**Probably my all-time favorite name in baseball was Stubby Clapp, who looks exactly like what someone named “Stubby Clapp” would look like. I just thought it was possibly the worst name a person could have.  To get the nickname “Stubby” isn’t great, anyway, but pair it with Clapp and you’ve got a moniker that’s impossible to live down.
Anyway, my man Stubby is a minor league manager with the Tri-City Valley Cats in Troy, N.Y., these days, and he went a little nuts when the umpire didn’t agree that one of his players was hit by a pitch.
The most awesome part of this story? After this tirade, the batter actually was hit by the next pitch!

A wonderful documentary about America’s newest citizens. Big men shouldn’t waterslide. And the worst soccer dive you’ll see

I went looking for a palette cleanser on TV last Saturday night.
Something that would remove the sour taste of the last few weeks of debt ceiling wrangling in Congress, resulting in a deal Barack Obama signed that no self-respecting liberal could possibly find solace in.
I wanted something optimistic, something positive, something I could feel good about.
Found it on HBO. Alexandra Pelosi, a filmmaker and daughter of Nancy Pelosi, has made a wonderful new documentary called “Citizen U.S.A.” She went around to all 50 states and interviewed the newest Americans: people who just been sworn in as naturalized U.S. citizens. I learned so much from this documentary, not the least of which was that apparently there are some Hindus in North Dakota.
So many of the stories these new Americans told were illuminating, in small ways. There was the Iraqi man who said he knew he wanted to be here when he saw an American walking his dog on a hot summer day, and the dog had socks on his paws (to avoid the scorching pavement).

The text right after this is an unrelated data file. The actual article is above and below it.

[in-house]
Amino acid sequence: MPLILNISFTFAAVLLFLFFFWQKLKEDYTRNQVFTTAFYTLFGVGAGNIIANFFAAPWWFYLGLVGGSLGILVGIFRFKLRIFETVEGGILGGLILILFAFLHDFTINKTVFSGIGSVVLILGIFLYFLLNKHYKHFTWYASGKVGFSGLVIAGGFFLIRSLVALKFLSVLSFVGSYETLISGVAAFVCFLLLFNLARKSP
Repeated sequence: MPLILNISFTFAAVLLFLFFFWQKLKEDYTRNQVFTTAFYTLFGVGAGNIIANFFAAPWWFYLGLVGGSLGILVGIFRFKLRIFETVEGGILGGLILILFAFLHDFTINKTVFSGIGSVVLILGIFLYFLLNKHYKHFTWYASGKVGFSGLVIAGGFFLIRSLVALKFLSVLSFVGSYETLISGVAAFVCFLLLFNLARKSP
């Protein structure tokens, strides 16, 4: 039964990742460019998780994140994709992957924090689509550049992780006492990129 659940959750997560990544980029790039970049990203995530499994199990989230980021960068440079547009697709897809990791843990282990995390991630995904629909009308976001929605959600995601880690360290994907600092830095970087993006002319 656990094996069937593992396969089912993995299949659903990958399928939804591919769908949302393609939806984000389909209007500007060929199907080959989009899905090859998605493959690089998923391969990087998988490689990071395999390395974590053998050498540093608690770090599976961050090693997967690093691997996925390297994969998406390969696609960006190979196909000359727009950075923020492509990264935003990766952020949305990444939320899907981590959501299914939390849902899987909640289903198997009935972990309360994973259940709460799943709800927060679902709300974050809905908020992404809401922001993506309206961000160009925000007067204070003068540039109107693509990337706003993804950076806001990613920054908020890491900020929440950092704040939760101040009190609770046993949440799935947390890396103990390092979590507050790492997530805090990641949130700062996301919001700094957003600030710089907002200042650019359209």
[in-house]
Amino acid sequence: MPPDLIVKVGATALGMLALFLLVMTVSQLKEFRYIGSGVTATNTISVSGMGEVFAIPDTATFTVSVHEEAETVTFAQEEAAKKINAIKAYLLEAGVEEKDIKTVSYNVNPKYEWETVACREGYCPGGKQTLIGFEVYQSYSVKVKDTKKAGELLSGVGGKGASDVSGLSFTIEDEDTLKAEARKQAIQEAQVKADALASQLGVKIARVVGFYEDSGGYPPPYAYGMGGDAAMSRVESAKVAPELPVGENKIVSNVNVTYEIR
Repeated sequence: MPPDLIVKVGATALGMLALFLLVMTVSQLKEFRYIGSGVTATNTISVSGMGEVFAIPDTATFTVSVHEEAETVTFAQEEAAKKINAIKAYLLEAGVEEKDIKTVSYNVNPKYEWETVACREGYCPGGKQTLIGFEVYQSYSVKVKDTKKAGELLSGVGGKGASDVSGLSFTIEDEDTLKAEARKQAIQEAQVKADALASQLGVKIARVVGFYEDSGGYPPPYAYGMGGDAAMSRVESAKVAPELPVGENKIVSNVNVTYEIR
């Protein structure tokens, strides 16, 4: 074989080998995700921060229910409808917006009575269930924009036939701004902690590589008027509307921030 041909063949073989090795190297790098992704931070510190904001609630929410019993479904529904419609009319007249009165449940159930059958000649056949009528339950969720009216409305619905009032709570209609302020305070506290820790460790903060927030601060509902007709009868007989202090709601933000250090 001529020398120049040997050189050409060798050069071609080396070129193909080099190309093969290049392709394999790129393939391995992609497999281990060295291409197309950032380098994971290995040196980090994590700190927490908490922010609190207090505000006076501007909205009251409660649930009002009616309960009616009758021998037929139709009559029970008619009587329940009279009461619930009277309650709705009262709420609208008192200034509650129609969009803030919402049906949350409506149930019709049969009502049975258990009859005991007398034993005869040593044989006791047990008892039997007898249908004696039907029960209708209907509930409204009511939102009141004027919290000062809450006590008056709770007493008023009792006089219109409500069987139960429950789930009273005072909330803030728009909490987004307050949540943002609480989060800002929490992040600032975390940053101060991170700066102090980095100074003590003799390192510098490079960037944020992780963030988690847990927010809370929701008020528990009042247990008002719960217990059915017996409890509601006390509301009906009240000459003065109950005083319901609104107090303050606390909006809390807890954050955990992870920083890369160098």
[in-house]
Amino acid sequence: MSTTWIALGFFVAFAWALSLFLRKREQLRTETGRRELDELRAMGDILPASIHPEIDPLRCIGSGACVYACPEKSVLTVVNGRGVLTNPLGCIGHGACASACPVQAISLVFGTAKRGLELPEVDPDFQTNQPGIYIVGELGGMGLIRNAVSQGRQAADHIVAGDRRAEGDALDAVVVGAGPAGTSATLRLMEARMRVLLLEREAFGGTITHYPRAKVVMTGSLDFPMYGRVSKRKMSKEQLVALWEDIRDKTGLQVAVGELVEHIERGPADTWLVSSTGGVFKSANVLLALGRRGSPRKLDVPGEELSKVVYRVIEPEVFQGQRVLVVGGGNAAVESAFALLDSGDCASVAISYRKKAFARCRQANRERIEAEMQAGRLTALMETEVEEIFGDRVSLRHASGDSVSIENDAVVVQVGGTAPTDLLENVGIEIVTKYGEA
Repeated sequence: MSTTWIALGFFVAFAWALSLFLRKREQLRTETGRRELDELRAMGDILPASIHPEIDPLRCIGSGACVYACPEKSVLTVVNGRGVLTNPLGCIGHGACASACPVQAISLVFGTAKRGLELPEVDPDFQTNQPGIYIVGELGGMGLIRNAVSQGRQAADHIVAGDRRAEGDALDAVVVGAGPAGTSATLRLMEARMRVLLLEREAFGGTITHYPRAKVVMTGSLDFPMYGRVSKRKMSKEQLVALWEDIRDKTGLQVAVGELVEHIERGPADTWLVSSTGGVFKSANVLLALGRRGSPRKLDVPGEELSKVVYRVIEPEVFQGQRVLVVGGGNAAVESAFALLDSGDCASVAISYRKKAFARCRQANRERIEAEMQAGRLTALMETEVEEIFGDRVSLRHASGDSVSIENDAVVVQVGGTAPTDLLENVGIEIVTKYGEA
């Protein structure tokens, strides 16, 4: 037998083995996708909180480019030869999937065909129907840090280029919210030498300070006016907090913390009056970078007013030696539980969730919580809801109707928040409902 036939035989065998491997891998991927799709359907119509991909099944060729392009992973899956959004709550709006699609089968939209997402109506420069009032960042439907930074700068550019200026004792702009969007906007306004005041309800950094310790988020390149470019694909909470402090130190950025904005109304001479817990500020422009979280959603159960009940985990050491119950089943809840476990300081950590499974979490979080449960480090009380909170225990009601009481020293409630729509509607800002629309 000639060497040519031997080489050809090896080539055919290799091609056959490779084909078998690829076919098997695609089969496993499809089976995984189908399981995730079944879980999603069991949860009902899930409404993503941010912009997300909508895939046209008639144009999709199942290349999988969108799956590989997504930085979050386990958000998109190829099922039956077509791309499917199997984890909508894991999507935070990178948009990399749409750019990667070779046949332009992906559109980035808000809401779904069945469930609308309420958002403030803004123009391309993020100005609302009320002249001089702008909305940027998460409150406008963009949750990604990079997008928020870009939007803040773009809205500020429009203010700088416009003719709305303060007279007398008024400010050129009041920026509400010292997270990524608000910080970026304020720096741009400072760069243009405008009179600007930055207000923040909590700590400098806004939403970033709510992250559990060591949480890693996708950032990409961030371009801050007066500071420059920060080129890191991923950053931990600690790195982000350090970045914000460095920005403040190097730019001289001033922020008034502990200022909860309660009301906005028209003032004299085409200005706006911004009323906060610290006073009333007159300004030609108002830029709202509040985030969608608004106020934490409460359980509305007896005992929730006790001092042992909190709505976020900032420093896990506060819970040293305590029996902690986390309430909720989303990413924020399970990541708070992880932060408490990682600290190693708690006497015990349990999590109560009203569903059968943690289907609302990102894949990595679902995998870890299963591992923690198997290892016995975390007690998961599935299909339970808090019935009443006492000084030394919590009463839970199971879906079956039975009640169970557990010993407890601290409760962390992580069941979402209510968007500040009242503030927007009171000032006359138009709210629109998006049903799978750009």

“In Iraq many people would love to be treated as well as that dog,” he said.
I also loved the woman who said she knew this was a great country when she saw every car stop when a bus stopped to let children off.
Or maybe my favorite was the new American, Dusanka Wells of Slovenia, who said we all have it so good here, “but everyone is always complaining.”
Pelosi lets her new citizens speak, and it’s truly wonderful to see. When you hear a gay Iraqi man talk about how wonderful it is that he can hold hands in public with his boyfriend here, and listen as a midget talks about the incredible rights those with disabilities have, and a Portuguese fellow discusses how we take for granted that clean water comes out of your faucet, you start to feel a lot better about this country of ours.
Check out the documentary when you can; it’s on HBO on Demand all month, and I’m sure HBO is running it on its 47 channels throughout the month as well.
It will make you feel better about America. I promise.
And after seeing it, you might even wait 20 minutes before bitching about the country again.

**This is what happens when a really big man goes down a waterslide really fast and tries to land in a kiddie pool.
I can’t stop watching this, and yet it hurts so much.
Vodpod videos no longer available.

**OK, one of the major reasons I can’t take soccer that seriously is that the players’ diving is ridiculous, and makes other sports’ fakers look downright virtuous when they take a tumble.

Like here, check out Peter Wisgerhof of a Dutch pro team. Watch the replay at :19 and you’ll be “stunned” at the lack of contact.